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The Hunger Games and the Gospel
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The Hunger Games and the Gospel

3.95 of 5 stars 3.95  ·  rating details  ·  55 ratings  ·  11 reviews
In a globalized world full of uncertainty and injustice, Suzanne Collins’ Hunger Games series has captured the imaginations of readers looking for glimmers of hope. The tale of Katniss Everdeen’s journey of survival in the post-apocalyptic country of Panem, where bread and circuses distract the privileged and allow a totalitarian regime to oppress the masses, parallels sit ...more
Published March 5th 2012 by Patheos Press
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I appreciated this a lot more than I thought I would. I really thought it was interesting the way Clawson wrote about the story in terms of the Beatitudes and she does a great job of drawing parallels with our world. There is a lot of great information in here, and I really learned a lot from her commentary on the Old Testament. I recommend this.

However, it wasn't consistent in its Christian views. This book is just riddled with contradictions, contradictions that can't be avoided if Christians
I am setting my review from the title of the book. I loved her take on the Hunger Games. It was detailed and thought provoking and made it easier to relate to the characters. I give her 5 stars for that. It gave me an even more appreciation for the books and its characters.

Bread, Circuses in regards to the Roman times in early Christianty. How the Romans used the control of food to gain control of its people. The circuses were the distractions of the time (the gladiators). How this related to th
Anne Bogel
I wish I could give this one 3.5 stars. I liked it for its sheer originality and interesting take on The Hunger Games. The applications she drew between the dystopic future of Panem and our current world was fascinating--especially for U.S. citizens.

But I think the overlay of the Beatitudes on The Hunger Games breaks down, damaging the book's structure. I disagree with her interpretation of the Beatitudes (which is crucial to the text), but whether or not you agree with Clawson's theology, her
I enjoyed The Hunger Games very much because I found a lot more going on in them than many readers. Julie Clawson also feels that The Hunger Games depicts a number of serious issues facing modern society and in this book she explores them, using The Hunger Games and the Beatitudes to comment on what it means to live as a righteous (= just) person in the 21st Century. She addresses a number of aspects of what it means to challenge the status quo, what it means to be persecuted for doing so, and h ...more
Patrik Olterman
This is one of the best "gospel according to" books I have ever had the pleasure of reading . Julie Clawson takes the dystopian world of Panem and parallels it with the Roman empire (wich clearly is the authors intent) and then sets Jesus beatitudes agains this bleak futuristic world, tracing subversion, hope, and love in the characters of Katniss, Peeta and Gale.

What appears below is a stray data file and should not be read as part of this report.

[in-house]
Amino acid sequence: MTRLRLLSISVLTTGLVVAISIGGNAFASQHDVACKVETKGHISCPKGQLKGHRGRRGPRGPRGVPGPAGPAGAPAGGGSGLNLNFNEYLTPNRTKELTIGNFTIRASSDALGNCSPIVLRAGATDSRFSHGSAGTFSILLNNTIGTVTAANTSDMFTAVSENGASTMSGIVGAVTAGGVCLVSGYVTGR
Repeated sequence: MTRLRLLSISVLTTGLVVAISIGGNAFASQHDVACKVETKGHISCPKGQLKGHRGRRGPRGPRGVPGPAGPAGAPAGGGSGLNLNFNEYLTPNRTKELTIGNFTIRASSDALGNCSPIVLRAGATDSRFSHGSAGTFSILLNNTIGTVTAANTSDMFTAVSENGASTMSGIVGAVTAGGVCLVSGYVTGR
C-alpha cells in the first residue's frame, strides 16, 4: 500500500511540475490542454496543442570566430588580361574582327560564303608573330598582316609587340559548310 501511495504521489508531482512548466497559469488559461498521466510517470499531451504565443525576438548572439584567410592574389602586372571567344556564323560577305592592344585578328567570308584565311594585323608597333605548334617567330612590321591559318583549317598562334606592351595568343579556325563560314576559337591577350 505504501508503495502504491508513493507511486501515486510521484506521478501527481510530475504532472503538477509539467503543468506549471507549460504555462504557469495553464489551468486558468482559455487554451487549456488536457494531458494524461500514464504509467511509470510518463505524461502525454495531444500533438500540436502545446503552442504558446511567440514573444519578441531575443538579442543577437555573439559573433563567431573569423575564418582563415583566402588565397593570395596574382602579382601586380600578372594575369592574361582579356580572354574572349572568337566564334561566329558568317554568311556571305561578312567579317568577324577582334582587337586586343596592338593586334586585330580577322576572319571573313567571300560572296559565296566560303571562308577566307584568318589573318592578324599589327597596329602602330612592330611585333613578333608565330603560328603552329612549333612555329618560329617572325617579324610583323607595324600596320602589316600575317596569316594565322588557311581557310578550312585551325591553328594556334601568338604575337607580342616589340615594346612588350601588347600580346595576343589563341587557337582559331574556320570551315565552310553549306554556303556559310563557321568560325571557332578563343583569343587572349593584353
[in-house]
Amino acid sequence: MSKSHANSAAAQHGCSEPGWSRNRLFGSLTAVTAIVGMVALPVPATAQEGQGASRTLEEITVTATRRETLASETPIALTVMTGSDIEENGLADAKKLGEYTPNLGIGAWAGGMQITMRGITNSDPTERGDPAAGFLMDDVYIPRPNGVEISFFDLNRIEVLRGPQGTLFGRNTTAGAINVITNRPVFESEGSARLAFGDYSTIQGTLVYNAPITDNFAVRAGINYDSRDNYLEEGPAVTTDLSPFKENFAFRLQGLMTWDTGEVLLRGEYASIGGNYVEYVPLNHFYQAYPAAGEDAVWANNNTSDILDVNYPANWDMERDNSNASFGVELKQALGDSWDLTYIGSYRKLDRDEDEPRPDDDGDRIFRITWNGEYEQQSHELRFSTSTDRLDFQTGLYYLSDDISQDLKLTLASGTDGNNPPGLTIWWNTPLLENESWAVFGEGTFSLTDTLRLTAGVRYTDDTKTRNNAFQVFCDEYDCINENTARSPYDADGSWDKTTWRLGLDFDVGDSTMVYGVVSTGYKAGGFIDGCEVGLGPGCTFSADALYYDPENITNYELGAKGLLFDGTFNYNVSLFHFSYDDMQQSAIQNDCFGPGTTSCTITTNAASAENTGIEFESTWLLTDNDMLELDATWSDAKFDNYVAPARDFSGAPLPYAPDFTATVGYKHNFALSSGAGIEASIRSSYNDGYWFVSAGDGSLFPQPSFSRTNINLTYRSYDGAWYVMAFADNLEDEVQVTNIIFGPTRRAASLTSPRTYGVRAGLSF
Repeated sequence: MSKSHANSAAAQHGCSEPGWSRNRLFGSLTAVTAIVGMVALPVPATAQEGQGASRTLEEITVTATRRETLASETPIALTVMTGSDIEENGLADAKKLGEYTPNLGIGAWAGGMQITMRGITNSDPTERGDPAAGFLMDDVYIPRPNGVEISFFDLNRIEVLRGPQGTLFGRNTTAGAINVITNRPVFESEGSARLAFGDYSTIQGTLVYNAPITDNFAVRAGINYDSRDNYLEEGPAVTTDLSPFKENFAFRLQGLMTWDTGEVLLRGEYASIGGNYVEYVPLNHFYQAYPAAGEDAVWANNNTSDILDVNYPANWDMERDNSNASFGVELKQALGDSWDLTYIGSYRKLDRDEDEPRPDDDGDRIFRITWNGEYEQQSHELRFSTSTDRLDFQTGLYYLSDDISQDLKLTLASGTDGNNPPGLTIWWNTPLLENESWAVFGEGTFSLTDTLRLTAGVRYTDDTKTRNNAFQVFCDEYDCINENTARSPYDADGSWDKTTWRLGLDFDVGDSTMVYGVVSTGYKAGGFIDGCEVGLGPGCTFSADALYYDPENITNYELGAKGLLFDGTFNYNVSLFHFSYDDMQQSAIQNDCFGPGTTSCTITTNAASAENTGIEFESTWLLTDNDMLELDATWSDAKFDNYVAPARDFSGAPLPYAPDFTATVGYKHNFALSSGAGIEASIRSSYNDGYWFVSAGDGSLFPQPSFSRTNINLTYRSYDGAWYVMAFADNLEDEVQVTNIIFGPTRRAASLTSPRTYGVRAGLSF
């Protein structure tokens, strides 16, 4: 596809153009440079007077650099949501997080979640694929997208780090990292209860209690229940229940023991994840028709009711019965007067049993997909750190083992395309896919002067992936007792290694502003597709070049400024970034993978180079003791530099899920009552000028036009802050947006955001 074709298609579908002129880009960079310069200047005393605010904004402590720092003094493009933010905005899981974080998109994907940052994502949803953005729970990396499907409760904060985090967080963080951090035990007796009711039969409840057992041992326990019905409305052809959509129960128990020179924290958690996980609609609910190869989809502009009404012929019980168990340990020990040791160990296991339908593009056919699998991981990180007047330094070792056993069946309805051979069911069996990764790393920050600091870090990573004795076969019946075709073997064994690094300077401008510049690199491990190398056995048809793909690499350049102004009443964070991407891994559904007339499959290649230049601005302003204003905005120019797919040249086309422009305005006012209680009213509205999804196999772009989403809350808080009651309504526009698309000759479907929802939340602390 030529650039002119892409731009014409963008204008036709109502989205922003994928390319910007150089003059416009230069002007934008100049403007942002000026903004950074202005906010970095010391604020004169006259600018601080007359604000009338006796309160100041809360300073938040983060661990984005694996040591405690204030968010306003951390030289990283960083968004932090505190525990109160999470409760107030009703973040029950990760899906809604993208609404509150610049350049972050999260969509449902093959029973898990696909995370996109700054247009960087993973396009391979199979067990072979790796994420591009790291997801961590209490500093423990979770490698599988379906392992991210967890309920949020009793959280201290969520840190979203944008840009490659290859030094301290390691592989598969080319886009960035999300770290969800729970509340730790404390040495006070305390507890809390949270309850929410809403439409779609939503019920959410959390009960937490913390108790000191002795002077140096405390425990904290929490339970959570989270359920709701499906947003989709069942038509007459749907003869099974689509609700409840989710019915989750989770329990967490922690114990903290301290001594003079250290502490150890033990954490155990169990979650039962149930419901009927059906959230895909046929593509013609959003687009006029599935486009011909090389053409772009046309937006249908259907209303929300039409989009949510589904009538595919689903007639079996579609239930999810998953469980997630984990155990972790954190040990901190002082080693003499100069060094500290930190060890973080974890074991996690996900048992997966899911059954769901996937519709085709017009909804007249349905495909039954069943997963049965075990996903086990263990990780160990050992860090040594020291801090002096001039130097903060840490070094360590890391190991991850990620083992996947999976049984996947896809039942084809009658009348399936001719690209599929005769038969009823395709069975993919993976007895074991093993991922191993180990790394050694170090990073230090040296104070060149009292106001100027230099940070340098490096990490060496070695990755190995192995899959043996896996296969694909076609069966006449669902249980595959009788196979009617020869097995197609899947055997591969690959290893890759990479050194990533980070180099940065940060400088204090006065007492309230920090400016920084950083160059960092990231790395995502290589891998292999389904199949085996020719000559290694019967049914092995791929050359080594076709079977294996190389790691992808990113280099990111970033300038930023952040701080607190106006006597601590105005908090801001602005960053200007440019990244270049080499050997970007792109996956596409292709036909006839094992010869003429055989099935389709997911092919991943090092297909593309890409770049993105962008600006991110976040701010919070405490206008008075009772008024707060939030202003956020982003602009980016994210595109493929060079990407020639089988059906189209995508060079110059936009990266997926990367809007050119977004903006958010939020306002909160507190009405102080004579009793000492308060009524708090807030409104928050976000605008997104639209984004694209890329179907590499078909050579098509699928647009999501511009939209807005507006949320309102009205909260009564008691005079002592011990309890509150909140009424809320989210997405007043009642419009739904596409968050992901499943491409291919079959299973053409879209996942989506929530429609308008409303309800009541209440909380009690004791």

Other than being a great "the gospel according to" book it is a fantastic book on the beatitudes in its own right. The book expounds
Dave McNeely
While it wasn't a "great" book, it was nonetheless a good book and, perhaps more importantly, an important book. Clawson follows the threads that connect The Hunger Games trilogy, first-century Rome/Palestine, and a 21st-century flat world from a Western perspective, all through the lens of the Beatitudes. Her connections offer the reader many challenges. Perhaps the biggest flaw of the book is her unnecessarily optimistic portrayal of Katniss, whose survival instincts and juvenile egocentrism a ...more
Evans McGowan
Excellent commentary and analysis of the Hunger Games. She uses the Beatitudes as an outline for how to look at the issues and themes raised by Collins' work. Collins touches upon some complex and troubling issues without delving deeper into them... Clawson picks up on my 'hunger' and quenches my thirst by exploring these themes in depth. Highly recommended for those wanting to study the meaning and implications of the Hunger Games on our faith and way of life.
The author does a wonderful job of comparing The Hunger Games trilogy with ancient Rome. She juxtaposes those systems of death with the Gospel of Jesus Christ and the Kingdom of God and their alternative way of life, peace, forgiveness and justice. She uses the beatitudes from Jesus' famous Sermon on the Mount in Matthew 5-7 as a way to outline the book. It's a brilliant book and even better than The Hunger Games books themselves.
very very interesting- thought provoking - definitely worth the read
Aug 11, 2012 Dom is currently reading it
Just started reading it, but love it already!
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Christian Readers: Anyone got any thing to say about this book? 4 11 Apr 16, 2012 01:06PM  
Julie Clawson is a writer, lecturer and seminary student. She lives in Austin, Texas with her husband and two children.
More about Julie Clawson...
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